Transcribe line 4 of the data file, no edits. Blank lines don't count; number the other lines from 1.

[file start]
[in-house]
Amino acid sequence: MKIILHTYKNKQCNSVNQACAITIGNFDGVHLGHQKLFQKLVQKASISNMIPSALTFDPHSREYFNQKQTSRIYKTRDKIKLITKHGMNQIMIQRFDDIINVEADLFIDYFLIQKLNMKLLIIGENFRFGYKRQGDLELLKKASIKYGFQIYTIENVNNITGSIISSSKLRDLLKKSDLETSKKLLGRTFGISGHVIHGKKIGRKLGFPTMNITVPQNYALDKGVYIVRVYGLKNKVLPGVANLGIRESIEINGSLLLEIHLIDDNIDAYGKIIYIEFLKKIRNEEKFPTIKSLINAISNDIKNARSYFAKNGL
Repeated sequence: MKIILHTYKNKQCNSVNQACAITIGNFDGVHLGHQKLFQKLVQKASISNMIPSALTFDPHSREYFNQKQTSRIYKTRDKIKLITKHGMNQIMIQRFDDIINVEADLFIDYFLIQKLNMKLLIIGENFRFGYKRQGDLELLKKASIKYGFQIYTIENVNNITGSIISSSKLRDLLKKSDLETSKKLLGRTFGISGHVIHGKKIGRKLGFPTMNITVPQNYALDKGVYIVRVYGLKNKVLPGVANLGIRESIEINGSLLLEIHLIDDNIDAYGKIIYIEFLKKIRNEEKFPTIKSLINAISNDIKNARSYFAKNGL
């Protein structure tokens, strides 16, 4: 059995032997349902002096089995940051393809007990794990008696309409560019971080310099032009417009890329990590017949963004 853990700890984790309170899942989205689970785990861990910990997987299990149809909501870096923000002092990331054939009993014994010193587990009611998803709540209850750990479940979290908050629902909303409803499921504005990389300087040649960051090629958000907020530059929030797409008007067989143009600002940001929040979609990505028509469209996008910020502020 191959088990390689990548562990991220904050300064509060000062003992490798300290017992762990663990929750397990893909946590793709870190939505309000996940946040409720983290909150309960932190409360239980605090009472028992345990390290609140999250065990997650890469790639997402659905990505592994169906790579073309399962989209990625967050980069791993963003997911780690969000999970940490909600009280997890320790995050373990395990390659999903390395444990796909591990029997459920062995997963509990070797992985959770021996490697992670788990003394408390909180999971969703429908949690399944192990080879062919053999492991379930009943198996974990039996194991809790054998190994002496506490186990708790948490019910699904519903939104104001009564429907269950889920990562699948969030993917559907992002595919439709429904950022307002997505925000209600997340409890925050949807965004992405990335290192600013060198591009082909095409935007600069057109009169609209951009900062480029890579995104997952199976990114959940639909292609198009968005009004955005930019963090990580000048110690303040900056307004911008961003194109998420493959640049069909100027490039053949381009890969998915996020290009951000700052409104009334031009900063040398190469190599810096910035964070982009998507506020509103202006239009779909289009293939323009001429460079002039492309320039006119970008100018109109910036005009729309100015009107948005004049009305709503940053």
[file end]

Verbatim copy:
């Protein structure tokens, strides 16, 4: 059995032997349902002096089995940051393809007990794990008696309409560019971080310099032009417009890329990590017949963004 853990700890984790309170899942989205689970785990861990910990997987299990149809909501870096923000002092990331054939009993014994010193587990009611998803709540209850750990479940979290908050629902909303409803499921504005990389300087040649960051090629958000907020530059929030797409008007067989143009600002940001929040979609990505028509469209996008910020502020 191959088990390689990548562990991220904050300064509060000062003992490798300290017992762990663990929750397990893909946590793709870190939505309000996940946040409720983290909150309960932190409360239980605090009472028992345990390290609140999250065990997650890469790639997402659905990505592994169906790579073309399962989209990625967050980069791993963003997911780690969000999970940490909600009280997890320790995050373990395990390659999903390395444990796909591990029997459920062995997963509990070797992985959770021996490697992670788990003394408390909180999971969703429908949690399944192990080879062919053999492991379930009943198996974990039996194991809790054998190994002496506490186990708790948490019910699904519903939104104001009564429907269950889920990562699948969030993917559907992002595919439709429904950022307002997505925000209600997340409890925050949807965004992405990335290192600013060198591009082909095409935007600069057109009169609209951009900062480029890579995104997952199976990114959940639909292609198009968005009004955005930019963090990580000048110690303040900056307004911008961003194109998420493959640049069909100027490039053949381009890969998915996020290009951000700052409104009334031009900063040398190469190599810096910035964070982009998507506020509103202006239009779909289009293939323009001429460079002039492309320039006119970008100018109109910036005009729309100015009107948005004049009305709503940053």